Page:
Keeping track of the ever-changing selection and finding quality podcasts that feature exactly the topics you are interested in can be painful. That’s where we come in. We have put together an extensive list that includes your soon-to-be favorite podcast — whether you are a developer looking for coding advice, a designer seeking inspiration or a startup businessperson. So, tune in, stay informed and learn new skills!
Rule number one for designers of all kinds: use a contract. Sometimes, this is easier said than done. Should I use a service agreement? A retainer? A licensing contract? With the help of Docracy, we collected the experience of many designers to provide a wide range of starting points for less experienced creative professionals, and to start a permanent free legal resource for the community.
Below you’ll find a collection of legal documents curated by our fantastic community. We are looking for your feedback and contribution to grow this collection. Suggest more items or add the contract you use for your own work.
Do you remember those “10 Useful Legal Documents for Designers?” Well, it turns out that you, designers who read Smashing Magazine, liked one in particular: a plain-language, straightforward “Contract of Works for Web Design” which is based heavily on Andy Clarke’s “Contract Killer”. Since Mr. Wong published that template eight months ago, almost 1,500 designers have downloaded it on Docracy alone.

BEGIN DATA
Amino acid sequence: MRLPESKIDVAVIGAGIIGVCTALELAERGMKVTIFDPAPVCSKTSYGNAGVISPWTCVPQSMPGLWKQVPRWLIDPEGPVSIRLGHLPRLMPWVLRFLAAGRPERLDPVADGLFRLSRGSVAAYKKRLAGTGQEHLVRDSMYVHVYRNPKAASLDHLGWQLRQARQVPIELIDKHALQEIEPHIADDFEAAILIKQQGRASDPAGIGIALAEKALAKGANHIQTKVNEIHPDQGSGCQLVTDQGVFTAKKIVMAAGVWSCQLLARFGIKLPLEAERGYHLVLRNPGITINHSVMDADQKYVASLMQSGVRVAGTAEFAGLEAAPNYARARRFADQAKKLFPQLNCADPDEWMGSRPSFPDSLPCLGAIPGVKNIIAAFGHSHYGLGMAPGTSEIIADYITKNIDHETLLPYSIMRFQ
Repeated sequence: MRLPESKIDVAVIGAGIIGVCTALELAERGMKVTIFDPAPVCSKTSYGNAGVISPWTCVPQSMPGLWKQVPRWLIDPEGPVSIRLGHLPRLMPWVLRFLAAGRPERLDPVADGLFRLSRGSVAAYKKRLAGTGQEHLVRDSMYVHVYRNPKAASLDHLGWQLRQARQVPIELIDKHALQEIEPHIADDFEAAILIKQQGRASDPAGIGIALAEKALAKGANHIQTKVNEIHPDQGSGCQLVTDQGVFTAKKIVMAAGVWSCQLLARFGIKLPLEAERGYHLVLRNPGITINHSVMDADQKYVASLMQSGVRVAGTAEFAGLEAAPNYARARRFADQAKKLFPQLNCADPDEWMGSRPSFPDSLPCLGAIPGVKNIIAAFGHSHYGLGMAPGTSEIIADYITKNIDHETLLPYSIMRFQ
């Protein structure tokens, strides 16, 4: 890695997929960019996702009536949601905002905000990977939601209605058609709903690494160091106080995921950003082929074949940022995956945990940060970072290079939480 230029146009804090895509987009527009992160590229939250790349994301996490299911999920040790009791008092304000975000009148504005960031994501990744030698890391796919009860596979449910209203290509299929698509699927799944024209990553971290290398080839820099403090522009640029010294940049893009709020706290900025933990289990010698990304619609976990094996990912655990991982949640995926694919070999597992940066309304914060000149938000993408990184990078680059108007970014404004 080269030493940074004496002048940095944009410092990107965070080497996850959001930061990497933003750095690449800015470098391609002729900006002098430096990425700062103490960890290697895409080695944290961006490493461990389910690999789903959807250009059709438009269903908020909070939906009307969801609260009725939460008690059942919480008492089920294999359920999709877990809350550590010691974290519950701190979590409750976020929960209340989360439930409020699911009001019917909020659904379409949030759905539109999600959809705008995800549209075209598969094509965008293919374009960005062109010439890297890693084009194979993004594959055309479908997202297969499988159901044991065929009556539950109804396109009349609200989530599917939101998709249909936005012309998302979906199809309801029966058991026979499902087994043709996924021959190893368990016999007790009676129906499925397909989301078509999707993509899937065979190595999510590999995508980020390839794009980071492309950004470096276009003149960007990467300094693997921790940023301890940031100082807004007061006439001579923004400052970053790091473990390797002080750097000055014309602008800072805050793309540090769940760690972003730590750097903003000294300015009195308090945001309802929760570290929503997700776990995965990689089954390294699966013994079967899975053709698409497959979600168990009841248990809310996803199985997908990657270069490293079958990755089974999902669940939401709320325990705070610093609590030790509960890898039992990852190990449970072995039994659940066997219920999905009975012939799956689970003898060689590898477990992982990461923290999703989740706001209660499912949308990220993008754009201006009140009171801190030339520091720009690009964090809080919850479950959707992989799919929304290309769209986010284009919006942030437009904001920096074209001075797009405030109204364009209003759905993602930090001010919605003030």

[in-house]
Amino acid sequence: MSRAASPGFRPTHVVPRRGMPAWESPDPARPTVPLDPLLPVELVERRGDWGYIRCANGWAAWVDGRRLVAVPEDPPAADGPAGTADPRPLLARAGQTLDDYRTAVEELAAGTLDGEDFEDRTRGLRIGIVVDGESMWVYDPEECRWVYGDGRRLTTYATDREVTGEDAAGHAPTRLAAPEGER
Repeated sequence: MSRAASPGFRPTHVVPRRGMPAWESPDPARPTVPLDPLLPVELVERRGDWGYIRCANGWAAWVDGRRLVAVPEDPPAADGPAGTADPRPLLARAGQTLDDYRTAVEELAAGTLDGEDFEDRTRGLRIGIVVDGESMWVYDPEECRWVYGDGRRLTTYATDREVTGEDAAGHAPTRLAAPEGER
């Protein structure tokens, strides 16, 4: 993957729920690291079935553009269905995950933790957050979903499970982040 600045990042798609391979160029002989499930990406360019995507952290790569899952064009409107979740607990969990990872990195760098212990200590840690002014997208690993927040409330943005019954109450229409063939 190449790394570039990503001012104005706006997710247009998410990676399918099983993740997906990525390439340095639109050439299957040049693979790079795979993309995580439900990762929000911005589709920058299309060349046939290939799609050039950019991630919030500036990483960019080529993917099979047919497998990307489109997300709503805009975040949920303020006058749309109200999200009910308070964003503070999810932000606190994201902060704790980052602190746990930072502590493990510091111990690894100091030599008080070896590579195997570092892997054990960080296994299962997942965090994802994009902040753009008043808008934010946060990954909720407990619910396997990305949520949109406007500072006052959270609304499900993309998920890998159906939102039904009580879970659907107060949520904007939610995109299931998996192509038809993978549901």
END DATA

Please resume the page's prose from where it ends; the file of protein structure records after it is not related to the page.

Why is this legal template so popular? Does it really work better than other contracts? Can it help you close that job faster and protect you from getting stiffed? Could it become an industry standard, like grid systems and agile development?
Contracts are a source of anxiety and dismay in creative work, but they exist for a good reason. A good contract ensures that you and your client have the same expectations, and protects you in case things go south. Ideally, your contract should be a combination of industry standards, legal protection and personal preferences.
To help you get started, here’s a set of 10 basic agreements for a variety of common business situations that creative professionals face. How much do you expect to be paid in advance? What happens if a payment is late? Who will own the rights to the work, and when? Contracts can seem overwhelming, but don’t need to be. Reading through these documents is an opportunity to learn from experienced designers in a collaborative setting.
I've been meaning to write this post but just haven't had the time to do so. I've received several messages and emails asking me about fonts that I use on some of my design projects. I have a pretty large font collection. Some of them are paid, but a lot of them are free! First of all, I suggest investing in some of the best typefaces out there but I also suggest that you take advantage of the free resources that can be found online. [Content Care Oct/21/2016 - expanded]